Saturday, December 3, 2011

Monkey Chaos 1.0

Many years ago, my son Ben Shearn, (whose blog "This list is life" is a must read for film geeks of all ages) told me that every year there is a monkey movie every year.
I for one would like to see Ben's list of the all time greatest monkey and primate movies of all time. Mine would be the original "Planet of the Apes."

So, I have written many scenarios for Monkey Chaos, my version of the genre. This is one of them. I don't remember writing it. And yet I find it, very much in my style.

This is me as a blonde.


Monkey Chaos  
by Nye Polanaise

Chapter 1
  
When Mickey Spilkes bought me a submarine sandwich in Lincoln Park in 1972, I had no idea that it was the prelude to the dissolution of polite society. After all as Freud once forgot to say, 'sometimes a hoagie is just a hoagie.' But Freud would have been wrong as was I and in a greater sense so was Mickey Spilkes.
    Before beginning his career as the subverter of Western culture, Spilkes was a gifted violinist, first chair of the Steelcase Symphony Orchestra. However in a tragic rush accident at Sigma, Sigma, Stigmata, Spilkes lost the use of his right hand and left eye brow. He was then unable to play the violin or react archly to any comments. And as this was before the days of the anti-depressant, he found work at the Chicago Zoo.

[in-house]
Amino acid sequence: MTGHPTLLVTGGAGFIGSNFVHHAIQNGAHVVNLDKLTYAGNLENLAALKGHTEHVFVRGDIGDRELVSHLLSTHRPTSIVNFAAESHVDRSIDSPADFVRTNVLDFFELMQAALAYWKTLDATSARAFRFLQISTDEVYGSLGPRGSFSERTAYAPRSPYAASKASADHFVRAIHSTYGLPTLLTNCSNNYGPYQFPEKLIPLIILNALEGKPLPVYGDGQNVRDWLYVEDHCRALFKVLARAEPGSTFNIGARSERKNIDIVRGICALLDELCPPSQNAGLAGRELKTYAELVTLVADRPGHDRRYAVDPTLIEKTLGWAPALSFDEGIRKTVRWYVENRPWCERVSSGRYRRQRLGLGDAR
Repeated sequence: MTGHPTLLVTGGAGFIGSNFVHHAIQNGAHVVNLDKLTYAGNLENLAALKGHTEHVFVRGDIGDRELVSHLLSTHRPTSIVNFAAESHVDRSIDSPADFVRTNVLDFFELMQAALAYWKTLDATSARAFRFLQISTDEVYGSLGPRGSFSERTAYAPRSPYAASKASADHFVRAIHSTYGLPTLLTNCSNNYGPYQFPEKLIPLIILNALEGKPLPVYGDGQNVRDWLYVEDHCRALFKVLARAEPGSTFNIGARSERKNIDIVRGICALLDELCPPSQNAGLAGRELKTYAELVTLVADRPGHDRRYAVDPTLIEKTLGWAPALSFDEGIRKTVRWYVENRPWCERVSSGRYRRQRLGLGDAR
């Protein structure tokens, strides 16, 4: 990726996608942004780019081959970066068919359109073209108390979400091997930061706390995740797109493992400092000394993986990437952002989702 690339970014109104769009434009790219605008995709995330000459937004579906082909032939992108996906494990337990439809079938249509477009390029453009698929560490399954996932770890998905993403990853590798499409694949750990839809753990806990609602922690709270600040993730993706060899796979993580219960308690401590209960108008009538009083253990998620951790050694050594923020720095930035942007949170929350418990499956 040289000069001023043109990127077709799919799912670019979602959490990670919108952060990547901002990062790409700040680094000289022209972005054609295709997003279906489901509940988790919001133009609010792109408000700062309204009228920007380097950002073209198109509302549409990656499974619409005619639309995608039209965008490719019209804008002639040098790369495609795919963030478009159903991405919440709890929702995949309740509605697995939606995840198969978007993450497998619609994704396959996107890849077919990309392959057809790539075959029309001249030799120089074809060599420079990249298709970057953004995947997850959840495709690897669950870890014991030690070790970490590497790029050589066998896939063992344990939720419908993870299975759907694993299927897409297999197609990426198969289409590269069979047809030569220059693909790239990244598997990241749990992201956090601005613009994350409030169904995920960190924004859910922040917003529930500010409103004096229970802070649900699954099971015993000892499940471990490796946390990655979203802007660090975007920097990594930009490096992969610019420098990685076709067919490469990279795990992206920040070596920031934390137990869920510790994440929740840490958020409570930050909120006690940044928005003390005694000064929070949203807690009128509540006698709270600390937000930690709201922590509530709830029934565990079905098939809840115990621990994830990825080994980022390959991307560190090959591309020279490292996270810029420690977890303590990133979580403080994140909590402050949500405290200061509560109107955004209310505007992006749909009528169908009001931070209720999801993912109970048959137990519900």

There Mickey Spilkes found his soul mate, Ulysses, a nearly 600 pound lowland gorilla who could not sit anywhere he wanted. Ulysses had been expected to be the next Bushman or even Sinbad, popular animals beloved by adults of all ages and children from 6 to 7. Instead, Ulysses just grew fatter and spent his days sitting on a scale watching the dials go around.
    Mickey tended him lovingly and at one point thought of proposing but he felt self conscious about his eye brow, so demon-like he worked to create a formula which gave Ulysses the ability to communicate telepathically to other lowland gorillas and the guys who change light bulbs in really tall rooms. And what he communicated was a subtle message. And that message was "none of it matters, all life is pointless, give up while you still have a chance."

Chapter 2

    The telepathic assault was launched from zoos, circuses, rain forests, and certain television programs. It was supported by strange occurrences in rooms with high ceilings.
After years of this suggestion, the population became lethargic, disinterested, and motivated only by snack food and air pollution.
    Mickey Spilkes had won. Ulysses sat stuffed and mounted in Mickey's recreation of Carnegie Hall made entirely of Popsicle sticks and bags of Cheetoes. And me, I'm still on the road, looking for that next submarine sandwich.


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